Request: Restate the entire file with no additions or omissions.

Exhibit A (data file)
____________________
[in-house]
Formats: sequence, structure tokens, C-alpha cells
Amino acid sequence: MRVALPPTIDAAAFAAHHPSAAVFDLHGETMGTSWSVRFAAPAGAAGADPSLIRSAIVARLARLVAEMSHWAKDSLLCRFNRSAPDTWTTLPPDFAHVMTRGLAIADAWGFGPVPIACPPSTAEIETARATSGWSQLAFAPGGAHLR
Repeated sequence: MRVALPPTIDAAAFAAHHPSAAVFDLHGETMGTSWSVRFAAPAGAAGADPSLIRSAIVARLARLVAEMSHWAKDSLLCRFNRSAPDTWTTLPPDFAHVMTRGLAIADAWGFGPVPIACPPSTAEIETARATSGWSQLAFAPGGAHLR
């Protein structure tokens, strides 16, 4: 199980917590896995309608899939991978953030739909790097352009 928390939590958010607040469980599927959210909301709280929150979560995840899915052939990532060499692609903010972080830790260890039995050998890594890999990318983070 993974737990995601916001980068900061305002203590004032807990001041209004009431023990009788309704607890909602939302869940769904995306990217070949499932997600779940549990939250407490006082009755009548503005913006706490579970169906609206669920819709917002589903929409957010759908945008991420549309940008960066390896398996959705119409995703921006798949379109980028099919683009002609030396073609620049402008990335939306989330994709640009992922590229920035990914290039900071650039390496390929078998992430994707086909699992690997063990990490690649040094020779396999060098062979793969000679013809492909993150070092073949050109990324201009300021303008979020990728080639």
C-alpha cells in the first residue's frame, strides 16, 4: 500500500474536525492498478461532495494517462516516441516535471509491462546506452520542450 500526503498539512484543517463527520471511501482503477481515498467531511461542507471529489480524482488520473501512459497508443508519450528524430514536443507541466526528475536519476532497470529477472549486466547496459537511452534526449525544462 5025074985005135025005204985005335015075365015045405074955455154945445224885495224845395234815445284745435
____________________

[in-house]
Formats: sequence, structure tokens, C-alpha cells
Amino acid sequence: MRVALPPTIDAAAFAAHHPSAAVFDLHGETMGTSWSVRFAAPAGAAGADPSLIRSAIVARLARLVAEMSHWAKDSLLCRFNRSAPDTWTTLPPDFAHVMTRGLAIADAWGFGPVPIACPPSTAEIETARATSGWSQLAFAPGGAHLR
Repeated sequence: MRVALPPTIDAAAFAAHHPSAAVFDLHGETMGTSWSVRFAAPAGAAGADPSLIRSAIVARLARLVAEMSHWAKDSLLCRFNRSAPDTWTTLPPDFAHVMTRGLAIADAWGFGPVPIACPPSTAEIETARATSGWSQLAFAPGGAHLR
């Protein structure tokens, strides 16, 4: 199980917590896995309608899939991978953030739909790097352009 928390939590958010607040469980599927959210909301709280929150979560995840899915052939990532060499692609903010972080830790260890039995050998890594890999990318983070 993974737990995601916001980068900061305002203590004032807990001041209004009431023990009788309704607890909602939302869940769904995306990217070949499932997600779940549990939250407490006082009755009548503005913006706490579970169906609206669920819709917002589903929409957010759908945008991420549309940008960066390896398996959705119409995703921006798949379109980028099919683009002609030396073609620049402008990335939306989330994709640009992922590229920035990914290039900071650039390496390929078998992430994707086909699992690997063990990490690649040094020779396999060098062979793969000679013809492909993150070092073949050109990324201009300021303008979020990728080639």
C-alpha cells in the first residue's frame, strides 16, 4: 500500500474536525492498478461532495494517462516516441516535471509491462546506452520542450 500526503498539512484543517463527520471511501482503477481515498467531511461542507471529489480524482488520473501512459497508443508519450528524430514536443507541466526528475536519476532497470529477472549486466547496459537511452534526449525544462 5025074985005135025005204985005335015075365015045405074955455154945445224885495224845395234815445284745435